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Trends in Austral jet position in ensembles of high- and low-top CMIP5 models

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Wilcox, L. J., Charlton-Perez, A. J. and Gray, L. J. (2012) Trends in Austral jet position in ensembles of high- and low-top CMIP5 models. Journal of Geophysical Research - Atmospheres, 117. D13115. ISSN 0148-0227

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To link to this article DOI: 10.1029/2012JD017597

Abstract/Summary

Trends in the position of the DJF Austral jet have been analysed for multi-model ensemble simulations of a subset of high- and low-top models for the periods 1960-2000, 2000-2050, and 2050-2098 under the CMIP5 historical, RCP4.5, and RCP8.5 scenarios. Comparison with ERA-Interim, CFSR and the NCEP/NCAR reanalysis shows that the DJF and annual mean jet positions in CMIP5 models are equatorward of reanalyses for the 1979-2006 mean. Under the RCP8.5 scenario, the mean jet position in the high-top models moves 3 degrees poleward of its 1860-1900 position by 2098, compared to just over 2 degrees for the low-top models. Changes in jet position are linked to changes in the meridional temperature gradient. Compared to low-top models, the high-top models predict greater warming in the tropical upper troposphere due to increased greenhouse gases for all periods considered: up to 0.28 K/decade more in the period 2050-2098 under the RCP8.5 scenario. Larger polar lower-stratospheric cooling is seen in high-top models: -1.64 K/decade compared to -1.40 K/decade in the period 1960-2000, mainly in response to ozone depletion, and -0.41 K/decade compared to -0.12 K/decade in the period 2050-2098, mainly in response to increases in greenhouse gases. Analysis suggests that there may be a linear relationship between the trend in jet position and meridional temperature gradient, even under strong forcing. There were no clear indications of an approach to a geometric limit on the absolute magnitude of the poleward shift by 2100.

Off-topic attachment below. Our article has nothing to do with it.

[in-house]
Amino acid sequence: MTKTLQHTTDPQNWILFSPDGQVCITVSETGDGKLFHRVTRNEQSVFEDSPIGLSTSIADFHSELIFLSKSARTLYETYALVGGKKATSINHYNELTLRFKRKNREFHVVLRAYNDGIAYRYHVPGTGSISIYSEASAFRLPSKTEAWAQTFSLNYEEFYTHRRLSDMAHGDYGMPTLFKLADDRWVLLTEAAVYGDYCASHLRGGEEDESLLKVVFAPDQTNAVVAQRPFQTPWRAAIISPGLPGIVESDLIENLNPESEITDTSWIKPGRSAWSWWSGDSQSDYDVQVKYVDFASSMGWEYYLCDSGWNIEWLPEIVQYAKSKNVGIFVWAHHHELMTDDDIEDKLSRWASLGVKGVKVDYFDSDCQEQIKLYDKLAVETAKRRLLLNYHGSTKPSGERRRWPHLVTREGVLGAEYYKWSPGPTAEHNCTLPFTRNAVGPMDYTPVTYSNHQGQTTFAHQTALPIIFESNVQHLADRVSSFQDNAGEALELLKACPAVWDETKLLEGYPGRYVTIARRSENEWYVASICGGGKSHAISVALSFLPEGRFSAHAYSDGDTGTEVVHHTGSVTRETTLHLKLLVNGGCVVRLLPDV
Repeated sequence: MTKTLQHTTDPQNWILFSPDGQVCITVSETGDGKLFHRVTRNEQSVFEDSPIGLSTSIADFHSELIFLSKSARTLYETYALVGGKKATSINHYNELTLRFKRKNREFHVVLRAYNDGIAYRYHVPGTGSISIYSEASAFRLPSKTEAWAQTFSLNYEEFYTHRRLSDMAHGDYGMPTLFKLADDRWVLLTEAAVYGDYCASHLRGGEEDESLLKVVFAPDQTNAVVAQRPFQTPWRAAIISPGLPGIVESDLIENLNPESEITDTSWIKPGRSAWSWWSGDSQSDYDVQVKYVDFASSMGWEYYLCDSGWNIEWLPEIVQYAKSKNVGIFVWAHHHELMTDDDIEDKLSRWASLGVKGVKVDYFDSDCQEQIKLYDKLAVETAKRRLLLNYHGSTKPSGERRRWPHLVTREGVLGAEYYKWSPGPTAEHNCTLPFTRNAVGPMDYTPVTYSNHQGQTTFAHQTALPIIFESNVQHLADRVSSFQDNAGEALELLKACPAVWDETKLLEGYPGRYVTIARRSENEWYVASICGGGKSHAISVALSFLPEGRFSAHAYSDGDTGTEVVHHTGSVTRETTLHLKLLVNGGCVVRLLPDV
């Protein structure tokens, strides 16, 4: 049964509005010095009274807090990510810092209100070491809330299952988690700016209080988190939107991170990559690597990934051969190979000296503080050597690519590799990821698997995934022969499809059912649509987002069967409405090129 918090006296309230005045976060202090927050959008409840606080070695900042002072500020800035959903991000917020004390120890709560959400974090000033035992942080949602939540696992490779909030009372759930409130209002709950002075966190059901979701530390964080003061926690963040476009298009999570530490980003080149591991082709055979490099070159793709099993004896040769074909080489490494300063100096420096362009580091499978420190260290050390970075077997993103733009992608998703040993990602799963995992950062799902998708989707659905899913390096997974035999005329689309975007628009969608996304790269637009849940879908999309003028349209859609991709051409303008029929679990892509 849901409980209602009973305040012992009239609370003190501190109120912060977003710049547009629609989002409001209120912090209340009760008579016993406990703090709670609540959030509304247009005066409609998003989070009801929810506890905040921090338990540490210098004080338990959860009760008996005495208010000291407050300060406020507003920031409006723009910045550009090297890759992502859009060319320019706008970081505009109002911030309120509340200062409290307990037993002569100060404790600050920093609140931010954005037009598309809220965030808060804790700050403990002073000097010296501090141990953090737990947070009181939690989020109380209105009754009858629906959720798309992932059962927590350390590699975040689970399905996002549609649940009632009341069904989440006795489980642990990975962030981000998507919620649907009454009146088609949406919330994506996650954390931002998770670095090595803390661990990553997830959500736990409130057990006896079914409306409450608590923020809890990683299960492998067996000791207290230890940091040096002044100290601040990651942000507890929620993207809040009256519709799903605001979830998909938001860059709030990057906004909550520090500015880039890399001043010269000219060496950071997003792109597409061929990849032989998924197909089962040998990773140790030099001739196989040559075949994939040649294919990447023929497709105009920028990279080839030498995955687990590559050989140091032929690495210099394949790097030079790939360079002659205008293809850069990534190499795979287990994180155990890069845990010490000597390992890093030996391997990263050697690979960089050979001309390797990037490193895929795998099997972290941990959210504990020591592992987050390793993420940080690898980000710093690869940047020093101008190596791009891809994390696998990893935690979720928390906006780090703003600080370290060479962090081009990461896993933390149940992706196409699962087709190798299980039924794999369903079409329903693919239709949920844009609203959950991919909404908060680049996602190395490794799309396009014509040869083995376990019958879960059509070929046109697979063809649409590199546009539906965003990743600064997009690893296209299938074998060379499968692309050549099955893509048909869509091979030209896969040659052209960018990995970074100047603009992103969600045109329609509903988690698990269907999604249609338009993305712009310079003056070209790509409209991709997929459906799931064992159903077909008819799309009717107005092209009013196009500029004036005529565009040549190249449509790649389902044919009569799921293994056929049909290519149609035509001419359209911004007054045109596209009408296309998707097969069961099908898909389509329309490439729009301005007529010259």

Item Type:Article
Refereed:Yes
Divisions:Faculty of Science > School of Mathematical and Physical Sciences > NCAS
Faculty of Science > School of Mathematical and Physical Sciences > Department of Meteorology
ID Code:28494
Publisher:American Geophysical Union

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